This same kind of debate raged in the 1970’s, when the Legislature debated mandating that seatbelts be worn in motor vehicles. Those who opposed the requirement argued that the Legislature would be infringing upon their personal freedom and pointed to the possibility – however remote – that a driver could be trapped by his seatbelt in a car that was burning or sinking in a pond. The Legislature enacted the law and highway deaths fell. With the paddling community being much smaller than the motoring public, we will see a much smaller fall, but it is hard to argue that no lives will be saved by requiring that PFD’s be worn while paddling. And like seatbelts, if you are not wearing it when you don’t need it, you won’t have time to put it on when you desperately do need it.
The decision that the Legislature made in the 1970’s and that the Coast Guard is making now is not designed around any particular segment of the population, it is designed to serve the public at large. Some will argue that paddlers have the right to decide whether or not to put themselves at risk, but their decision has far-reaching consequences for the public. If someone dies on the river, there are frequently survivors who will receive Social Security survivor benefits, Medicaid, etc. If the paddler doesn’t die but is deprived of oxygen for too long, he may be eligible for Social Security SSI, Medicaid and other benefits at great public expense for decades. These decisions are not entirely personal and should not be left entirely to the individual. The government has an obligation to balance the public interest against the rights of the individual. The Coast Guard currently has the unenviable job of looking for a reasonable balance, knowing that there will be some on both sides who feel that their rights have been trampled. That was true during the seatbelt debates, and will likely be true for any future similar debate.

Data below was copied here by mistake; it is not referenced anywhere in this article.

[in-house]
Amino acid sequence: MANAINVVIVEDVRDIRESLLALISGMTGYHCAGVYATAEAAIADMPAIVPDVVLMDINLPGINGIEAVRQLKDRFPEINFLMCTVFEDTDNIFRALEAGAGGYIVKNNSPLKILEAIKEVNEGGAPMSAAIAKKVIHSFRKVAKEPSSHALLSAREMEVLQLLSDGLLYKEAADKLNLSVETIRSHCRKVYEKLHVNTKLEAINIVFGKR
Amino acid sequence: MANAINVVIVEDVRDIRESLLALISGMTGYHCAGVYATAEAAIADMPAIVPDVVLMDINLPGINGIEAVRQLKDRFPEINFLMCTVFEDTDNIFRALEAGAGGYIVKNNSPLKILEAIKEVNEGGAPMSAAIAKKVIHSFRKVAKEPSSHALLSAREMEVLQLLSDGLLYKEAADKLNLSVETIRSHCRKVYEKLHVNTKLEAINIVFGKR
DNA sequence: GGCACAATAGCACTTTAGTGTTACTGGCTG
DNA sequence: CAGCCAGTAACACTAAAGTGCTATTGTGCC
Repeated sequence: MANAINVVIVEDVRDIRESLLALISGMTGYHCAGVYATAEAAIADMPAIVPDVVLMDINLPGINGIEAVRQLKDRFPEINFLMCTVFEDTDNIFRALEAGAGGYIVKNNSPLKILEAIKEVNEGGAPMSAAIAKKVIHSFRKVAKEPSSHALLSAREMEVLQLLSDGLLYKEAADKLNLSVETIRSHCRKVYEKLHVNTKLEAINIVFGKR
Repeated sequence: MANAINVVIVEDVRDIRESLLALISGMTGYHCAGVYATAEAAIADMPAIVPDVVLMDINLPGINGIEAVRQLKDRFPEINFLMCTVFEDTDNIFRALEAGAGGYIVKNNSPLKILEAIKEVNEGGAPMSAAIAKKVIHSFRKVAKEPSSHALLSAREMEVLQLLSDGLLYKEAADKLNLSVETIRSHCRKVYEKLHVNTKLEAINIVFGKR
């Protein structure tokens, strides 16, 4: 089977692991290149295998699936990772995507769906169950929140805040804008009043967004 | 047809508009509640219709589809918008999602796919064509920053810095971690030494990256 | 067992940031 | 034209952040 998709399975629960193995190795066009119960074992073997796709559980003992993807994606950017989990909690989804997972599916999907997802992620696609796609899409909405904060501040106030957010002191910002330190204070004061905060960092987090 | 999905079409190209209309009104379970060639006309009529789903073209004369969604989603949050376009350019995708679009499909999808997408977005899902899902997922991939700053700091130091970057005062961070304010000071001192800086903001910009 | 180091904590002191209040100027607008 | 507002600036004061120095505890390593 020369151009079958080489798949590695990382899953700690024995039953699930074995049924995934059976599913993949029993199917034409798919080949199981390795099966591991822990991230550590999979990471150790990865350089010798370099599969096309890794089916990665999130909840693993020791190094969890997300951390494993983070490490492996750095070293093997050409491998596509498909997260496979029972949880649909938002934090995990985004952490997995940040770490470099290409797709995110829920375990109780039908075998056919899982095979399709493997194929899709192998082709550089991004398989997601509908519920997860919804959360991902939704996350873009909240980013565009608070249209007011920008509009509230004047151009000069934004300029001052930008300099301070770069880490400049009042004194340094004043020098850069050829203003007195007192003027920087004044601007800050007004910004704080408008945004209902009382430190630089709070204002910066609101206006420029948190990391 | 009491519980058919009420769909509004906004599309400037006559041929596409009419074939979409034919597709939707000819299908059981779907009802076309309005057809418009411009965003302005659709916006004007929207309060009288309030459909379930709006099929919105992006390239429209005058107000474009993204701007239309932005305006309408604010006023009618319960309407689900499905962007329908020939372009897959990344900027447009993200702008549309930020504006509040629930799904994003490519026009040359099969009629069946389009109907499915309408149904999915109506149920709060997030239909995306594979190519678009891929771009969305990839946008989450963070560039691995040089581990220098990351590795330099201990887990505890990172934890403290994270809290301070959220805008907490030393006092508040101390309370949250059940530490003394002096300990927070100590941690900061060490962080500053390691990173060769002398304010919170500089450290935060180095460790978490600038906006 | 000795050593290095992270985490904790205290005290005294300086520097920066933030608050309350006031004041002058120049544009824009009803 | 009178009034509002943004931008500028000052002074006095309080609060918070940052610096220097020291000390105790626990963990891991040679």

In the end, it will not bother me if the Coast Guard requires PFD’s. I am never without mine, even in warm weather and shallow water. I also wear my seatbelt, regardless of how slowly I am driving. If, however, the Coast Guard decides in favor of some lesser requirement, I will accept their decision as having been made in the interest of public policy. I hope that others will do the same, and that it doesn’t descend into the histrionic rhetoric we saw during the WUS debate.
This note is in response to Don Mueggenborg’s October 1 online Editorial regarding a potential regulation for mandatory PFD wear as it pertains to paddlers.
I have not heard of any such pending action from the USCG, so I suspect what was heard may be rumor. If there are any references to a request for comment for a pending or proposed regulation, I’d be very interested in seeing it.
Even if such a move was in the works, it would not impact Illinois paddlers due to the Exemption of Preemption Regulation in the Code of Federal Regulations, which prohibits Federal Regulations from preempting State regulations for PFD carriage/wear as it relates to Canoes and kayaks: https://www.law.cornell.edu/cfr/text/33/175.5
As well, even if the Exemption of Preemption did not exist, a USCG regulation would only apply to Federal waterways – places where motorized and commercial traffic would frequent. These places would typically warrant the full time wear of PFD’s and would not typically fit the description presented of shallow inland water trails. (These would most commonly be sole-state waters.)
Beyond the legalities involved, I would still disagree with the editorial. PFD’s should be worn at all times by paddlers and in all situations. The analogy is akin to using a seat belt in a car. Not using a PFD in shallow water is like saying that one should not use a seat belt when driving in their driveway. The chances of injury are low, but anything can happen, and the cost of the insurance is almost nothing. If one becomes incapacitated walking down the street, one may end up laying on the ground until help arrives. If one becomes incapacitated in water, even shallow water, drowning and hypothermia are real dangers.
Millions of people wear seat belts in their cars every day and don’t get in a crash. They wear them for that one time – where the unlikely and uncommon event happens. PFD’s serve the same purpose.
If a paddler finds their PFD cumbersome or uncomfortable, they are probably in the wrong one. With today’s wide range of styles and inflatable options, there are many different options on the market that can be worn for a variety of paddling activities, all day, and in all weather conditions. The changes in-progress to the PFD classifications, in the US, should also make this situation even better, as the market broadens and allows manufactures to sell PFD models in multiple countries: http://www.americancanoe.org/?page=PFD_Types